A new study by Penn State scholars found Pennsylvania’s alternative energy mandates will cost taxpayers up to $60 million next year and up to $440 million in ten years. Twenty-five to 30 percent of this price tag stems from meeting the state’s solar requirements.
While solar looks bright on the surface, any jobs that depend on government assistance are overshadowed by a dependency on taxpayer pocket books. According to the Federal Energy Information Administration, solar energy producers already get 55 times more subsidies per megawatt hour than coal, and 95 times more than natural gas. Moreover, state solar energy is 10 times more expensive than electricity from natural gas and nearly six times more expensive than coal.
Given that Pennsylvania families can ill afford higher energy costs in this sluggish economy, Harrisburg policymakers are pushing a bill that would make these mandates more expensive.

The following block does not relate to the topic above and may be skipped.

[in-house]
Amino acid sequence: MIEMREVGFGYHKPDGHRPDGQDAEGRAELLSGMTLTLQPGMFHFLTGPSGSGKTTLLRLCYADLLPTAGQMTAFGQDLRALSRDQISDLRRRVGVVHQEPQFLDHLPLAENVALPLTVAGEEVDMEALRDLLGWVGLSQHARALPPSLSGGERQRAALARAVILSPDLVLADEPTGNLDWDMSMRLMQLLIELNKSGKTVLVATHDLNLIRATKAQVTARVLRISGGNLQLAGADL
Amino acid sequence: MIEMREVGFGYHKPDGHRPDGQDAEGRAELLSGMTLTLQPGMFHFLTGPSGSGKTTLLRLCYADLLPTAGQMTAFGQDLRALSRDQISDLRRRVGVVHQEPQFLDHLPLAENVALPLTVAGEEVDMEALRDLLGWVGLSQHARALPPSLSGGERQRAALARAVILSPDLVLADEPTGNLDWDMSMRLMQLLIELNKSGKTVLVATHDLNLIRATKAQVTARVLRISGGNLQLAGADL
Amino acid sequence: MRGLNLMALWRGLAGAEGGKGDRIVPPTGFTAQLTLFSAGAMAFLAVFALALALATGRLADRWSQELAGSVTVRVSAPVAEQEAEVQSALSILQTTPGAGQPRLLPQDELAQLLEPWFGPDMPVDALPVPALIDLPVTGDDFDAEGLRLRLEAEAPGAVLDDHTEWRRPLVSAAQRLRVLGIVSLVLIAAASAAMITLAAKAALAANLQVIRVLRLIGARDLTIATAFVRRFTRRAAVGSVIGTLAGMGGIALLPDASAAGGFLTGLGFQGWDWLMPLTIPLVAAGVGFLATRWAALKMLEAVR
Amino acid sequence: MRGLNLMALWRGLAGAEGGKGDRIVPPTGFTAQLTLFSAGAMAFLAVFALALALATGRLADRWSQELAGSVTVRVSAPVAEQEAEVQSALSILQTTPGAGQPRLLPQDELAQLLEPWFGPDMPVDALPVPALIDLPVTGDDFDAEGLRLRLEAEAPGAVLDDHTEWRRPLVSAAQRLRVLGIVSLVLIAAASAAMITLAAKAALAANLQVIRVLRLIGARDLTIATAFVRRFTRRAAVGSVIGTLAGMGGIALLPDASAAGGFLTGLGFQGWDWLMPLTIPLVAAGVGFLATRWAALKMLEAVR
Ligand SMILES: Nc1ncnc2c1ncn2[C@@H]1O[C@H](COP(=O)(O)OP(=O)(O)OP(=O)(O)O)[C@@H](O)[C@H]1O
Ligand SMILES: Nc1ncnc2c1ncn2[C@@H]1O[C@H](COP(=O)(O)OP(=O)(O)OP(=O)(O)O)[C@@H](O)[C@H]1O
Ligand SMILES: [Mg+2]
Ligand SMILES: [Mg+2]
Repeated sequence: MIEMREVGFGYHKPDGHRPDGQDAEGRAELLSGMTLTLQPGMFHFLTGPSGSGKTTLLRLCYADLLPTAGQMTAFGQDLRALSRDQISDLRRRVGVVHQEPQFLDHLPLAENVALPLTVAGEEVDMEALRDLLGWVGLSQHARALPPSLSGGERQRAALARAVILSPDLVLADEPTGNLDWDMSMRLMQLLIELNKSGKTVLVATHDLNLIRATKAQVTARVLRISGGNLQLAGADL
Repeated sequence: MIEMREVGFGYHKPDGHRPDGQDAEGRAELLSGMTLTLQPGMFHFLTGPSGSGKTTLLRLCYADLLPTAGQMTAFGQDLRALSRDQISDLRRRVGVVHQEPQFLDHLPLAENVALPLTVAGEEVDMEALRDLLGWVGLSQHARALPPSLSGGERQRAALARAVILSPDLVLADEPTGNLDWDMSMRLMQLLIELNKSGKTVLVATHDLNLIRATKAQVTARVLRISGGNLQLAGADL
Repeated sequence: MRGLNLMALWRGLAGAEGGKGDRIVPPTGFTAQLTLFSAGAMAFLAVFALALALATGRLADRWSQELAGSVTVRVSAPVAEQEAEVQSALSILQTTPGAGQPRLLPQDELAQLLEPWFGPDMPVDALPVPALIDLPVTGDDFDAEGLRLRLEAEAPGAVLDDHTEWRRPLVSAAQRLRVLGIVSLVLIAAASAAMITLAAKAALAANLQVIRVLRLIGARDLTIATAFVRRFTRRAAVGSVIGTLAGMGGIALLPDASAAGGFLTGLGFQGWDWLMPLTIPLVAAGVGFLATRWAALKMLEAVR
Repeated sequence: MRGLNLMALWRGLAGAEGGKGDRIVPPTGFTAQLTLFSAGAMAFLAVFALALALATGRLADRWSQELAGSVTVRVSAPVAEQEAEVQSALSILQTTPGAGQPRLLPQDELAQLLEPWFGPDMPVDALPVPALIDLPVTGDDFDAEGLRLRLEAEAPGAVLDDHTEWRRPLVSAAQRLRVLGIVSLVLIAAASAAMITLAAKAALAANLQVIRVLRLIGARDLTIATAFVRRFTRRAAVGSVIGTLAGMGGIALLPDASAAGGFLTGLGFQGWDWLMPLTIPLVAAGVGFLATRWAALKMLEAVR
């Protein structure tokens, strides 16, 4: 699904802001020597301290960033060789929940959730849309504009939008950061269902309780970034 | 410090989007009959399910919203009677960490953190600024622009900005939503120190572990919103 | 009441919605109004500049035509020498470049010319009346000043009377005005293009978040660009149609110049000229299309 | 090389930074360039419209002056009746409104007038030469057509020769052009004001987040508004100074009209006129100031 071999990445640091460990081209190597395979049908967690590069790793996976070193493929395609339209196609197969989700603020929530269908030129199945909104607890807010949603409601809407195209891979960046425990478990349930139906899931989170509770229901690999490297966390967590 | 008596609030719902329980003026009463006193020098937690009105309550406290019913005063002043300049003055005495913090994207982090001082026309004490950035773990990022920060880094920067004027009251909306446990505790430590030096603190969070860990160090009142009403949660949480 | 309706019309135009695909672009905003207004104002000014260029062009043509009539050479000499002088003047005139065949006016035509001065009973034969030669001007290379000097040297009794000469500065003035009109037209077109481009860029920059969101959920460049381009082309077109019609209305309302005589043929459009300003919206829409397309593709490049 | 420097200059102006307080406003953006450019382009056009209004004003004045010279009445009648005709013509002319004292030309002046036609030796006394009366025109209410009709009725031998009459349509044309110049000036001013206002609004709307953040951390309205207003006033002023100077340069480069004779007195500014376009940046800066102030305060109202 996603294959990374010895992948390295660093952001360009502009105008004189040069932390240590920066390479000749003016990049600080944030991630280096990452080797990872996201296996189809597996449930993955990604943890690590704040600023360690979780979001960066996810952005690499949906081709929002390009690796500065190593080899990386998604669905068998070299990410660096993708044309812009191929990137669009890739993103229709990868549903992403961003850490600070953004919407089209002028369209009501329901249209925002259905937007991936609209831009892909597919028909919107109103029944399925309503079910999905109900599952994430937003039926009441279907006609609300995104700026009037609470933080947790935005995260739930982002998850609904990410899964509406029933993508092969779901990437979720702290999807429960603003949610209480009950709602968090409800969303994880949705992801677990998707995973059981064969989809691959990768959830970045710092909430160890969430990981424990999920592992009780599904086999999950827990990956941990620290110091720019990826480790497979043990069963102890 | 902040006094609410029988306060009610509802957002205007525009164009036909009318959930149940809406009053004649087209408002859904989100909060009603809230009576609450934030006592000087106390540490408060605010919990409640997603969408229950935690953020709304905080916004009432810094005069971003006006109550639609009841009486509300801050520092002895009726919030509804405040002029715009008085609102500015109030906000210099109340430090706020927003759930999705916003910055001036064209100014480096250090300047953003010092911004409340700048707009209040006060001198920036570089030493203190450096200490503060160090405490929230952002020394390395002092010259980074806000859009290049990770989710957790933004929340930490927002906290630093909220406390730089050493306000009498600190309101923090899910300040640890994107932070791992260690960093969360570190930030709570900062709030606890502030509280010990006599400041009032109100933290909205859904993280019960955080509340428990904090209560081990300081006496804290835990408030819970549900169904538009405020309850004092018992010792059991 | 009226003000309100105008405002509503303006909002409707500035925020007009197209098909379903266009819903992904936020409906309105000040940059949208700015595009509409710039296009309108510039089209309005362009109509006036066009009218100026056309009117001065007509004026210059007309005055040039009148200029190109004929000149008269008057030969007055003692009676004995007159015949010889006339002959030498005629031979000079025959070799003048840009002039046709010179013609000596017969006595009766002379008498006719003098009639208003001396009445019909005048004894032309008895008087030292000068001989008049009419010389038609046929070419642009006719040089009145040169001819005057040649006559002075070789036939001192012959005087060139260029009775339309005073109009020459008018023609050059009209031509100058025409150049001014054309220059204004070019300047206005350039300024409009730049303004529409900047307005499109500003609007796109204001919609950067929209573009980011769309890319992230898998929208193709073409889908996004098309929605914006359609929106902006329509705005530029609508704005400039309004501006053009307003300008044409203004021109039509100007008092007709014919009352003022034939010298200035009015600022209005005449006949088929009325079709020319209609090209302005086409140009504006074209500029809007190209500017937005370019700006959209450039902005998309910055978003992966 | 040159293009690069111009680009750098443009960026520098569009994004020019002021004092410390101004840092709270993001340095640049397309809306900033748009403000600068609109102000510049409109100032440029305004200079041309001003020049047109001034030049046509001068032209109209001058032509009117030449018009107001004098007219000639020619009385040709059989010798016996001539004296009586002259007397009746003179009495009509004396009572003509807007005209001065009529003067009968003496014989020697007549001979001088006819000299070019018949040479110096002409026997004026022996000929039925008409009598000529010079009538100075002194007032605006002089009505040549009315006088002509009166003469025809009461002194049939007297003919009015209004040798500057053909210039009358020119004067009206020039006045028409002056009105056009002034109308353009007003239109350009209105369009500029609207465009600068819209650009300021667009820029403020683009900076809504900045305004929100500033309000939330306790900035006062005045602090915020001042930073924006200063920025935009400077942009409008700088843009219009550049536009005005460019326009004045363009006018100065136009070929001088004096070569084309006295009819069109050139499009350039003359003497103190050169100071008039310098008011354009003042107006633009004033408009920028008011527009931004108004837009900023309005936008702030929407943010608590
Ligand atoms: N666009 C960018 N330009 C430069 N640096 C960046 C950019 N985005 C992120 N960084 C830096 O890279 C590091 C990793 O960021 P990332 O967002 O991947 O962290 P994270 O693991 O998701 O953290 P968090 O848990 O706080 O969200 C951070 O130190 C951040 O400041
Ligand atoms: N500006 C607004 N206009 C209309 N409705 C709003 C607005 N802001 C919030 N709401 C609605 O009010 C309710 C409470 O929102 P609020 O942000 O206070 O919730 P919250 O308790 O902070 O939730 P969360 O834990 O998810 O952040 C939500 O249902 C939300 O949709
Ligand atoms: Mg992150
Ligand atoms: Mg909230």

House Bill 1580 would require that all solar credits used to fulfill the state’s mandate be purchased from in-state companies, instead of companies within the PJM territory (PJM manages the electricity market in Pennsylvania and in all or parts of 12 other states and the District of Columbia).
The Penn State study shows that Maryland and Jersey—states in the PJM market that already require solar credits be purchased in-state—have solar credit prices that average 40 percent and 160 percent higher than Pennsylvania.
So just to recap, solar power drives up electricity prices for consumers, while lower prices for natural gas are reducing consumers’ electric bills and saving Pennsylvanians on heating costs. Yet legislators are considering mandating the former and taxing the latter.
To learn more about Pennsylvania’s alternative energy mandates, known as the Alternative Energy Portfolio Standards, click here.